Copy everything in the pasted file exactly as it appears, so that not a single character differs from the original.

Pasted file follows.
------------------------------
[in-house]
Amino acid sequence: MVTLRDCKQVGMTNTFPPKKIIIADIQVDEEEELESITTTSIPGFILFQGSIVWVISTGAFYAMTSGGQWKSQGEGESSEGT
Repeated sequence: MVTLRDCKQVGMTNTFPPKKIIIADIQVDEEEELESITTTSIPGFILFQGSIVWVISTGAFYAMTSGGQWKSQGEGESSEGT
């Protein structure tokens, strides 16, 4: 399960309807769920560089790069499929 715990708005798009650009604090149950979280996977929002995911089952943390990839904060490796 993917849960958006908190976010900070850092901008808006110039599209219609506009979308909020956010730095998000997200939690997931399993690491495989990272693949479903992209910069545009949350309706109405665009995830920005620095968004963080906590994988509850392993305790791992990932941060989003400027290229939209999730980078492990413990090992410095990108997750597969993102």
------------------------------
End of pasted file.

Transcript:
[in-house]
Amino acid sequence: MVTLRDCKQVGMTNTFPPKKIIIADIQVDEEEELESITTTSIPGFILFQGSIVWVISTGAFYAMTSGGQWKSQGEGESSEGT
Repeated sequence: MVTLRDCKQVGMTNTFPPKKIIIADIQVDEEEELESITTTSIPGFILFQGSIVWVISTGAFYAMTSGGQWKSQGEGESSEGT
């Protein structure tokens, strides 16, 4: 399960309807769920560089790069499929 715990708005798009650009604090149950979280996977929002995911089952943390990839904060490796 993917849960958006908190976010900070850092901008808006110039599209219609506009979308909020956010730095998000997200939690997931399993690491495989990272693949479903992209910069545009949350309706109405665009995830920005620095968004963080906590994988509850392993305790791992990932941060989003400027290229939209999730980078492990413990090992410095990108997750597969993102």